Assistive Listening Devices (ALDs): FM SystemsAudiometric evaluations for Children and AdultsBattery salesEar Molds & Swim MoldsHearing aid fittings and evaluationsOtoacoustic EmissionsReal-ear measurement
Hours
SundayClosed ,Monday09:00 AM - 05:00 PM ,Tuesday09:00 AM - 05:00 PM ,Wednesday09:00 AM - 05:00 PM ,Thursday09:00 AM - 05:00 PM ,Friday09:00 AM - 05:00 PM ,SaturdayClosed
Payment
Credit Cards,Cash,Check,Insurance

Phoenix Hearing
(360) 369-2801
6400 NE Highway 99 # G167
Vancouver, WA
Hours
SundayClosed ,Monday09:00 AM - 05:00 PM by Appointment ,Tuesday09:00 AM - 05:00 PM by Appointment ,Wednesday09:00 AM - 05:00 PM by Appointment ,Thursday09:00 AM - 05:00 PM by Appointment ,Friday09:00 AM - 05:00 PM by Appointment ,SaturdayClosed
Payment
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Loud Noise and Hard of Hearing People

by Neil Bauman, Ph.D.

A hard of hearing person asked:

Is the noise damage threshold the same for me as it is for a person with normal hearing? Do I just add my decibel loss (by frequency) to the noise damage threshold for normal ears? [approximately 80 to 85 dB] If sustained noise at 90 dB is bad for a person with normal hearing, does my noise damage threshold start at 150 dB because I have a 60 dB hearing loss?

Excellent question. I used to wonder about this too. It sounds so plausible on the surface–hard of hearing people can stand far more noise than hearing people because of their underlying hearing loss.

Although this is generally true for people with conductive hearing losses, it certainly is not true for the vast majority of us since we have sensorineural hearing losses.

Here is why. Think about this logically. The mechanism of damage is the same whether we have normal hearing or are hard of hearing. Excessively loud sounds damage our ears by destroying both the minute hairs (cilia) on the hair cells, and the underlying hair cells themselves too. When this happens, that hair cell no longer sends a signal to our brains. As a result we end up with a hearing loss at the frequency of sound that hair cell was sensitive to.

At first, if we have normal hearing, the few destroyed hair cells would not produce noticeable hearing loss. But when enough hair cells are destroyed, the message being sent to our brains is riddled with “gaps” which we notice as hearing loss. The actual damage to our inner ears is the same whether we have near normal hearing or have a profound hearing loss.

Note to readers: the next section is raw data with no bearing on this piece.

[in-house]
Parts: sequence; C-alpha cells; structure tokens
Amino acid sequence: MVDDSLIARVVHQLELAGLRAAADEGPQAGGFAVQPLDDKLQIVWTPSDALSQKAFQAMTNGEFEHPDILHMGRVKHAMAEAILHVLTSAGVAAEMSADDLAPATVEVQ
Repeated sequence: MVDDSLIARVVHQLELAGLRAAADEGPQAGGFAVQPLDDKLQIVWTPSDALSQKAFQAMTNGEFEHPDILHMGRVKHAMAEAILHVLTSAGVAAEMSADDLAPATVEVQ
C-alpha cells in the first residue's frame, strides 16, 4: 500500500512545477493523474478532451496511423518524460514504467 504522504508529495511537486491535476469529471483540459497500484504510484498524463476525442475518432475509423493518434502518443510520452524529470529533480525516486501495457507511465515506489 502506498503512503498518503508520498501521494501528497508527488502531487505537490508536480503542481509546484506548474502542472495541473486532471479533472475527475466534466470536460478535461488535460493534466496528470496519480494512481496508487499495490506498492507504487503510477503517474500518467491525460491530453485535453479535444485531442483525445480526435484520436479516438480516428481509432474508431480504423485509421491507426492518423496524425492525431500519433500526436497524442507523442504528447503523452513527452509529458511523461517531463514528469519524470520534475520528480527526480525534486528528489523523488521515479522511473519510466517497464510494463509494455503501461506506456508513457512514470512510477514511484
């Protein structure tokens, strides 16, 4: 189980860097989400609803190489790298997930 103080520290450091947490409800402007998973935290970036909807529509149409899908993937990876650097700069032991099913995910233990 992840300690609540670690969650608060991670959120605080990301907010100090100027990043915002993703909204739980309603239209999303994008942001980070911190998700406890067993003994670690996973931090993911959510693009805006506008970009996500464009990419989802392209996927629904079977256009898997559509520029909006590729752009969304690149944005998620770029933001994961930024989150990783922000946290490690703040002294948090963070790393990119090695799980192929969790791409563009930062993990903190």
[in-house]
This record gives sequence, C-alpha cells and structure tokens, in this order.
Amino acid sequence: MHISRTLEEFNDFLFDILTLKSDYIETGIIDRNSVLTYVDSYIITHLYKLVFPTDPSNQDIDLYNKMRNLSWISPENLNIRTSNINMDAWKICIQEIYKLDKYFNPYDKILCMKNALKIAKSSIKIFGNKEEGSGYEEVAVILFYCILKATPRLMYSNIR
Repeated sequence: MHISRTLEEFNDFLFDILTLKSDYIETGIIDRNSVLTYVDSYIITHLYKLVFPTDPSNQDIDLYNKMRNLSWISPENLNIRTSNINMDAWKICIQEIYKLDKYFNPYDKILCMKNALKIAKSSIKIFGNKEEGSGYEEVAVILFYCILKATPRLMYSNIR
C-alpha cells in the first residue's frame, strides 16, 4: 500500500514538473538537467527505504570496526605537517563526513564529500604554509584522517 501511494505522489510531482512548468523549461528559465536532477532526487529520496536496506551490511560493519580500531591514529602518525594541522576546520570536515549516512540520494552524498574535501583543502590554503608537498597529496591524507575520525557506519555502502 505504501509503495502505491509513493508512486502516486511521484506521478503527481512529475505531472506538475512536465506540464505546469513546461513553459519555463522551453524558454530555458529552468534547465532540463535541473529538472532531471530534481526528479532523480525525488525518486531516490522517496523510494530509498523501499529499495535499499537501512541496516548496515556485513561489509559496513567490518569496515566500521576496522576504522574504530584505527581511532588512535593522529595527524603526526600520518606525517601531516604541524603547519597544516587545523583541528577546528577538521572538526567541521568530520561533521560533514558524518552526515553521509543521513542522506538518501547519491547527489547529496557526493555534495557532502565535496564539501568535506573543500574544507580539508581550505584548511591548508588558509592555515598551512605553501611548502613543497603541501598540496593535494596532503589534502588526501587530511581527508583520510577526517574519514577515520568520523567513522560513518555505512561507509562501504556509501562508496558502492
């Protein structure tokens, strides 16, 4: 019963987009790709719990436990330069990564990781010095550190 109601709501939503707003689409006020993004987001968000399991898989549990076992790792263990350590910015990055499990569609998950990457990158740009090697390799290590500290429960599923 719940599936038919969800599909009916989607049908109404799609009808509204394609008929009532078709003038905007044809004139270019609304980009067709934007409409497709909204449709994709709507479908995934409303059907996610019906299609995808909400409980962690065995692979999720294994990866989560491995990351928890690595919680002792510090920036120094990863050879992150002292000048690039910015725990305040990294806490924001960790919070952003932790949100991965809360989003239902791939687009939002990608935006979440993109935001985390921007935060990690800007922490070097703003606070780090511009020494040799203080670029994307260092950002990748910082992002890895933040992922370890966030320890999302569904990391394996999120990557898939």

However, if we have a severe or profound loss, we may not seem to lose much more hearing from being exposed to loud sounds. This is not because we have a higher tolerance for loud sounds, but because there are not many hair cells left to be destroyed! (I’ve seen pictures where whole banks of hair cells are completely missing. This is quite striking when compared to pictures with all the hair cells present.)

Therefore, in answer to your question, “No, you cannot add the amount of your hearing loss to the noise damage threshold to find the amount of noise you can stand without further damaging your hearing.” For example, it is absolutely wrong for me to think that since I have an 80 dB loss, I can stand noise at 90 dB plus the 80 dB I am missing for a total of 170 dB before I do any further damage to my ears. This loud a sound will definitely instantly destroy more of my remaining hearing.

Not only that, in actual fact, I will be writhing in pain long before I hear a sound that loud. Why? Most of us with severe or worse hearing losses usually have severe recruitment as well. As a result, our tolerance for loud ...

Click here to read more from The Center for Hearing Loss Help

Noise-Induced Hearing Loss and Our Children

by Neil Bauman, Ph.D.

If you had to guess, what percentage of children between the ages of 6 and 19 years of age would you think have noise-induced hearing loss? (Note: this is not hearing loss from causes such as middle ear infections, heredity, etc., but just noise-induced hearing loss.)

According to the Centers for Disease Control and Prevention the answer is 12.5%. This means that approximately 5,200,000 kids in the USA have permanent noise-induced hearing loss (1). It’s shocking to realize that on the average, 1 in every 8 children you meet each day has a significant hearing loss just from listening to sounds that are too loud.

There are two areas of concern.

First, it’s about time parents take an active interest in what their kids are listening to and at what volume. Safe sound levels are a maximum of 80 dB if they are going to listen for any length of time.

Second, teachers need to be aware that at the very minimum 1 out of every 8 of their students have trouble hearing them. Yet I hear so many teachers say they don’t know of any students in their classrooms that have hearing losses.

Now you know. They are there--3 or 4 in the average classroom-- in every classroom in the nation. Add to these, the many other children, especially in the lower grades, with hearing loss from ear infections, allergies, etc. One study showed that on any given day, 15% of the children in elementary schools have a significant hearing loss. ...

Click here to read more from The Center for Hearing Loss Help